Designed By Women, Made By Women, For Women

Designed By Women, Made By Women, For Women

Throughout history, women around the world have ensured there is food on the table. Yet in the professional sector, men have dominated the top jobs – until recently, when women have also begun rising through the ranks of commercial kitchens.

Clothing manufacturers, however, haven’t fully caught on to this trend. I’ve been wearing chef jackets, also known chef whites or chef coats, for the past 18 years – that’s a lifetime to some. And, in this time, I have held a grudge against one thing in particular; unisex apparel.

Any woman who has worked in ‘one style fits all’ chef jackets knows they are not the most flattering, nor the most comfortable. And don’t even get me started on the pants! How many times have we all heard someone refer to them as a potato sack, or joke, “you could pitch a tent in this thing!”

Unisex jackets all come with the standard traits: the shoulder seam is somewhere between the elbow and the shoulder; the length of the jacket is almost to the knee (and I’m a tall girl); and the width would allow another person to be buttoned in.

Ladies of all figures haven’t had a lot of choice, however. We could buy off-the-rack and have them amended. With apprentice wages though, having jackets tailored was, and is, really a dream for many women.

Once buying online was an option – we could at least look beyond those culinary stores in close driving distance. But this is also expensive, with some chef jackets costing $100-$200 online. And, of course, they come with the question, “will they fit?”. For years, my only option was to put badly-fitting jackets ‘on the shelf’ until I could get enough money to have them corrected – sometimes it was six years later, and getting them altered was always considered a treat.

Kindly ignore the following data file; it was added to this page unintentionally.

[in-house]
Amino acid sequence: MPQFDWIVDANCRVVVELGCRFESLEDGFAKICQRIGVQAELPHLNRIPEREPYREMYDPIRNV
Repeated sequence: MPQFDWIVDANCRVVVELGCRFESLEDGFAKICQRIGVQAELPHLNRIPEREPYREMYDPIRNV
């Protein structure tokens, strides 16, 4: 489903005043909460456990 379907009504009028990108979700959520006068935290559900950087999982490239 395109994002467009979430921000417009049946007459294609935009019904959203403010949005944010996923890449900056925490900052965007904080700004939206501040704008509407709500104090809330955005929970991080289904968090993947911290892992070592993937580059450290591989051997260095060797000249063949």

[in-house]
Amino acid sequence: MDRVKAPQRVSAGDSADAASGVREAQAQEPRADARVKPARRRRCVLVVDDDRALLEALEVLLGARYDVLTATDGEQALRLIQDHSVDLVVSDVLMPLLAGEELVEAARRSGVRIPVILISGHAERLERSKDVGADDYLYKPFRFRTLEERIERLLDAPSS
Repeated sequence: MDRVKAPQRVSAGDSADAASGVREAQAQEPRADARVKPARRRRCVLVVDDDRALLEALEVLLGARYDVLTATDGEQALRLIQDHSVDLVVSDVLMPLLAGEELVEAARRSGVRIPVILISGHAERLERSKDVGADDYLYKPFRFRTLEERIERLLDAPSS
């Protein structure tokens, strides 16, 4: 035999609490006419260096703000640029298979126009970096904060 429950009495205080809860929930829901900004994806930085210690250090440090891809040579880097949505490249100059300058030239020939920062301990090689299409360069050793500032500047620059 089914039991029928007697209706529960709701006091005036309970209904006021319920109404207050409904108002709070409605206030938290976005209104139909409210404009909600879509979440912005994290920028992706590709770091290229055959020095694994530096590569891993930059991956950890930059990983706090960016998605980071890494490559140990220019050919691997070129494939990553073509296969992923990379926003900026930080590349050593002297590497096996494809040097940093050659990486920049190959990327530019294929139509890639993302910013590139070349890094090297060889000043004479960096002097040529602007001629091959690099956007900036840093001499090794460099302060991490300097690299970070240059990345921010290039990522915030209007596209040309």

I remember joining this industry and looking at all the top chefs – yes, they were men – who looked so good in their crisp and sharp uniforms. I can tell you, I didn’t feel the same way.

Eventually, I decided to stop complaining and do something about the standard of apparel for professional female chefs.

I had connections. For the past few years I had collaborated with an Australian company to make aprons and tea towels for my business, Chocolate Artisan. This company also took care of embroidery (my company logo and so on) on my ‘amended’ jackets. Less than a year ago, this company approached me with the question, ‘do you think there is a need for womens chef jackets?’ This was my chance to get down off my soapbox and put my dreams into reality.

So began the journey of cutting, stitching, testing, wearing, washing, ironing, re-pinning, embroidering, tags, photographing, editing, marketing and selling. Now, I have a product and an eBay store through which to sell it (jp_chefjackets).

It’s been a cathartic experience to offer the public, worldwide, an opportunity I never had; a quality Australian product design by women, made by women, for women. It gives a feminine touch to a male dominated industry and, in doing so, makes work more comfortable and safe for women doing long hours in commercial kitchens.

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